More on Arisa White.

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In the Giant’s Lair (1892) by Gerhard Munthe, Wikimedia Commons

Following a plentiful reading period full of outstanding work, Augury Books is very happy to announce Arisa White‘s you’re the most beautiful thing that happened as our poetry selection for 2016. We received so many great submissions, and paring down one manuscript from our finalist pool was a difficult feat. We are glad to highlight the work of our poetry finalists here:

Architect, Garden by Andrew Seguin

brightness this by Franciszka Voeltz

I Wanted Everything by Elizabeth Whittlesey

Majnun by Mark Faunlagui

Pinocchio: The Whale Years by Patrick Moran

Schematics for Manhood & Flight by Joe Jimenez

Snow Farmer by Benjamin Gantcher

there are some things that are easier to mention by Aimee Herman

When I Was an Octopus by Gregg Murray

On behalf of the editors, we thank you all for your extended patience. Stay tuned for more on Arisa, an excerpt from her manuscript, excerpts from several of our finalists, and a prose selection in November!

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LitMore, located in Baltimore, aims to provide a space for writers, readers and audiences to come together for workshops, readings and support. The space provides daily and monthly writing studios and houses a free access community poetry library. But as of January 1, 2016, LitMore will become a nomadic literary organization, continuing programming, but in various locations. A number of local educational and cultural institutions have been examining the practicality of taking in the organization’s book collection, but until then the library will remain in limbo and it may be necessary to move the library’s collection to a storage facility until a partner has been found. Let’s give these books a home! Find out more on how to help here!

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A detail from “Shells and other Marine Life from Albertus Seba’s Cabinet of Natural Curiosities (1734),” courtesy of the Public Domain Review

Augury is excited to announce our new partnership with Literary Hub! A joint project of Grove Atlantic and Electric Literature, LitHub works with publishers, bookstores, journals, and non-profits to bring together online literary content, providing a platform for smart and engaging writing regarding all things books. Learn more about LitHub here.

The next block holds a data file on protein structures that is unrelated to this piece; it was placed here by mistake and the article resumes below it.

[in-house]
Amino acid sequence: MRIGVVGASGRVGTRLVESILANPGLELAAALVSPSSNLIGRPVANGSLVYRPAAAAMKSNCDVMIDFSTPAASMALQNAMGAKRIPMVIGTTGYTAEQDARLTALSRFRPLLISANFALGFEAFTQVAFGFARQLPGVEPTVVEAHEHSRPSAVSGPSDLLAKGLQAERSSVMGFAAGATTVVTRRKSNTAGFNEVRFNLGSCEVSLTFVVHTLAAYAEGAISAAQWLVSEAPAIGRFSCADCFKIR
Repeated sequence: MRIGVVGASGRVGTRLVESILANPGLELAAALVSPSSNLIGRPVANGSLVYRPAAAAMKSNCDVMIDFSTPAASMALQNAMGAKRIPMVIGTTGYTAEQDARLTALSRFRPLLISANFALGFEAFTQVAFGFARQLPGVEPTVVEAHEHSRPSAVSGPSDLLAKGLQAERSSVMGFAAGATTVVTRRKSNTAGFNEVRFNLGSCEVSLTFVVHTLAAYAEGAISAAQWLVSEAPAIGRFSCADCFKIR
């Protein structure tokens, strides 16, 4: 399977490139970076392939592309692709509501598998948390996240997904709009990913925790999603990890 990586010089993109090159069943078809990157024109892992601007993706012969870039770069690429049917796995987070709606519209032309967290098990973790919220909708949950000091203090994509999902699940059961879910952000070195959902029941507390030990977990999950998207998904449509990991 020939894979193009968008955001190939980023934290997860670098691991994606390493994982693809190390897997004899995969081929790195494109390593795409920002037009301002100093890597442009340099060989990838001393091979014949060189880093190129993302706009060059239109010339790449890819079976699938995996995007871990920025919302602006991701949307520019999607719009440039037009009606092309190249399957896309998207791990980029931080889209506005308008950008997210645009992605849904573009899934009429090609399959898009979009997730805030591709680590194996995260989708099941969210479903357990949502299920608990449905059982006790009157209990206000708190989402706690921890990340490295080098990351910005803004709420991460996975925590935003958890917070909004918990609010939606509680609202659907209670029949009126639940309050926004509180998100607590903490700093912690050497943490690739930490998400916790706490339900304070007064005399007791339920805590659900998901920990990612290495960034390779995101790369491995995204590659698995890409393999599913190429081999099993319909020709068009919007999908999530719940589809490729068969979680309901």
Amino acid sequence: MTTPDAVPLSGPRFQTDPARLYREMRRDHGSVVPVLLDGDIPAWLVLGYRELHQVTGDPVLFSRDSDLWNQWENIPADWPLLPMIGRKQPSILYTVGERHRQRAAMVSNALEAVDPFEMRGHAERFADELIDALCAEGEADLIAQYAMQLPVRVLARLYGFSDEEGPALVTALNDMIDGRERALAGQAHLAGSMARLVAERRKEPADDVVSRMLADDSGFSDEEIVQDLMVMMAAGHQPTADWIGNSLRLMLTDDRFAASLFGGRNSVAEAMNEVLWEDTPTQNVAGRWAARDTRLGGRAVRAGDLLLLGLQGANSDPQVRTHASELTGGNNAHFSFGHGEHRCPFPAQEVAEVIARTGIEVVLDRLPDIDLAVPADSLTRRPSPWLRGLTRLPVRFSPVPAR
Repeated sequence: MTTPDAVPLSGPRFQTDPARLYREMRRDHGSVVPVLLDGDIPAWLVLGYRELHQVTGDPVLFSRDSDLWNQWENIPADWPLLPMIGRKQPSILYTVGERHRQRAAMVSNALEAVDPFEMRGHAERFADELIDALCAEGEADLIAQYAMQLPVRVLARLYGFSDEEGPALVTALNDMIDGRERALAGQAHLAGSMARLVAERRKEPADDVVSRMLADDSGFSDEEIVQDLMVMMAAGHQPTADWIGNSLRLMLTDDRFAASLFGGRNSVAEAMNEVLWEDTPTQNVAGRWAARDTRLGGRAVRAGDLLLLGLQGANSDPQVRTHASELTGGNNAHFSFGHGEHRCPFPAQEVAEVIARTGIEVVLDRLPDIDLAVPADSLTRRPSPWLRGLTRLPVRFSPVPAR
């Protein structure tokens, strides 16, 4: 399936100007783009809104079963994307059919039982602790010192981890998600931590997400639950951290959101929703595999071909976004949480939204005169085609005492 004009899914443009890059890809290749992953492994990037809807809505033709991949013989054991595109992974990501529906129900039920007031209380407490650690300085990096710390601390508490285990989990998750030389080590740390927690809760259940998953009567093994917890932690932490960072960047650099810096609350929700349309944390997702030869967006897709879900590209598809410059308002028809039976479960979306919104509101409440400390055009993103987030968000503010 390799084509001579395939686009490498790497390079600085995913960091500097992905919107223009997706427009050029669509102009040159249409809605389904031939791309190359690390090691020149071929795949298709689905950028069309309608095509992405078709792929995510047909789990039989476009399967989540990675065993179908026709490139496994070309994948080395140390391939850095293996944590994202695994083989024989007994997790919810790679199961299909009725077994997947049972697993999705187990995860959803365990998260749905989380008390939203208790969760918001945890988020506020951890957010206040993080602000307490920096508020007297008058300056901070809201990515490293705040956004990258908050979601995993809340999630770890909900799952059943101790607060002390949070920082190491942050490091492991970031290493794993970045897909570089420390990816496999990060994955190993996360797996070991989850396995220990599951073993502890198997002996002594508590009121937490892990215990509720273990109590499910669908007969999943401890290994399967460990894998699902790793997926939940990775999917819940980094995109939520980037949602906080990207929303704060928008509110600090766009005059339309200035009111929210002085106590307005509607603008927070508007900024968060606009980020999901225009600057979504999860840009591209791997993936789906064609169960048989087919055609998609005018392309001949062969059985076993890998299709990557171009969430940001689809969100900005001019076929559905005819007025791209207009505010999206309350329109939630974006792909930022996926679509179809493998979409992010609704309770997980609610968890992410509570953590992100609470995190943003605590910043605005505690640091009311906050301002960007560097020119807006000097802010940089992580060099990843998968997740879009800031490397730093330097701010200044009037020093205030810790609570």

Only four more days left in our open reading period for poetry and prose!

Submit now via Submittable, and thank you for your interest in Augury Books!

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Utagawa Hiroshige's The Fifty-three Stations of the Tōkaidō (1848), courtesy of the Public Domain Review

Utagawa Hiroshige’s The Fifty-three Stations of the Tōkaidō (1848), courtesy of the Public Domain Review

Literary Hub, a website which will gather literary content from across the internet and combine in one place, is set to launch on April 8th. Emily Firetog, the managing editor of the site, spoke to Augury about the new website and its goals.

Augury: How did you get involved with Lit Hub? Do you have a particular role within the organization?

Emily: There is a small daily team at Lit Hub: editor in chief Jonny Diamond, managing editor (me) and assistant editor Blair Beusman. We have a part time assistant editor Ben Philippe, six contributing editors (Roxane Gay, Alexander Chee, Rebecca Wolff, Adam Fitzgerald, Ashley Ford, and Oscar Villalon), and John Freeman is our executive editor/features editor.

A: What is Lit Hub’s mission? How does it see itself within the literary community?

E: Lit Hub is investing in the future of literary culture and its readers. It’s a site designed to be a destination for readers to discover the very best literary content on the web. Our partners include large publishers, small presses, university presses, print and digital journals, bookstores, and nonprofits, because we want to be inclusive, reflecting the reality of literary publishing today.

A: What sorts of things does Lit Hub have planned for the future? (Do you envision any events or readings?)

E: We’re a website. We’re going to focus on bringing the best content to readers every day.